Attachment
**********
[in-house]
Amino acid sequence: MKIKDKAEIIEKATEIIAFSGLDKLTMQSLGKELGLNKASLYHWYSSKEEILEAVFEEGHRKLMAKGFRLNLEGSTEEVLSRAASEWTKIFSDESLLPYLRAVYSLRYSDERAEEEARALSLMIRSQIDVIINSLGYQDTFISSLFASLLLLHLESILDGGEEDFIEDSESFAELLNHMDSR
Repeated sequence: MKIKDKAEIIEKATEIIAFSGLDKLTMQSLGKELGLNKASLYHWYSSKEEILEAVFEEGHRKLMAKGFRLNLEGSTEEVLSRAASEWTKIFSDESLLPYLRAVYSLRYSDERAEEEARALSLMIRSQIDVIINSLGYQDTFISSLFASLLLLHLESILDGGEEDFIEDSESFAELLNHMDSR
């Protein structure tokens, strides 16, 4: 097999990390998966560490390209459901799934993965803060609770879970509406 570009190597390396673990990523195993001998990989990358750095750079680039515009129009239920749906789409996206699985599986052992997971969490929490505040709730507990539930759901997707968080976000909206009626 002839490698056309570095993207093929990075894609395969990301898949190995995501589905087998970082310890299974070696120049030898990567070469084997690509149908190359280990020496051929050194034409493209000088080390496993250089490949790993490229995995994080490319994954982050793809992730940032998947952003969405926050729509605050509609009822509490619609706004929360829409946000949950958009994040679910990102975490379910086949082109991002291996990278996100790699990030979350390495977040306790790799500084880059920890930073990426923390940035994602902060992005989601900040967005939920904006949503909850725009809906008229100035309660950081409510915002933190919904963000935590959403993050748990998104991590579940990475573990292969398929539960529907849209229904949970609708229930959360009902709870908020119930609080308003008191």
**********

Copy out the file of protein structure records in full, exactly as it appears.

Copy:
[in-house]
Amino acid sequence: MKIKDKAEIIEKATEIIAFSGLDKLTMQSLGKELGLNKASLYHWYSSKEEILEAVFEEGHRKLMAKGFRLNLEGSTEEVLSRAASEWTKIFSDESLLPYLRAVYSLRYSDERAEEEARALSLMIRSQIDVIINSLGYQDTFISSLFASLLLLHLESILDGGEEDFIEDSESFAELLNHMDSR
Repeated sequence: MKIKDKAEIIEKATEIIAFSGLDKLTMQSLGKELGLNKASLYHWYSSKEEILEAVFEEGHRKLMAKGFRLNLEGSTEEVLSRAASEWTKIFSDESLLPYLRAVYSLRYSDERAEEEARALSLMIRSQIDVIINSLGYQDTFISSLFASLLLLHLESILDGGEEDFIEDSESFAELLNHMDSR
């Protein structure tokens, strides 16, 4: 097999990390998966560490390209459901799934993965803060609770879970509406 570009190597390396673990990523195993001998990989990358750095750079680039515009129009239920749906789409996206699985599986052992997971969490929490505040709730507990539930759901997707968080976000909206009626 002839490698056309570095993207093929990075894609395969990301898949190995995501589905087998970082310890299974070696120049030898990567070469084997690509149908190359280990020496051929050194034409493209000088080390496993250089490949790993490229995995994080490319994954982050793809992730940032998947952003969405926050729509605050509609009822509490619609706004929360829409946000949950958009994040679910990102975490379910086949082109991002291996990278996100790699990030979350390495977040306790790799500084880059920890930073990426923390940035994602902060992005989601900040967005939920904006949503909850725009809906008229100035309660950081409510915002933190919904963000935590959403993050748990998104991590579940990475573990292969398929539960529907849209229904949970609708229930959360009902709870908020119930609080308003008191």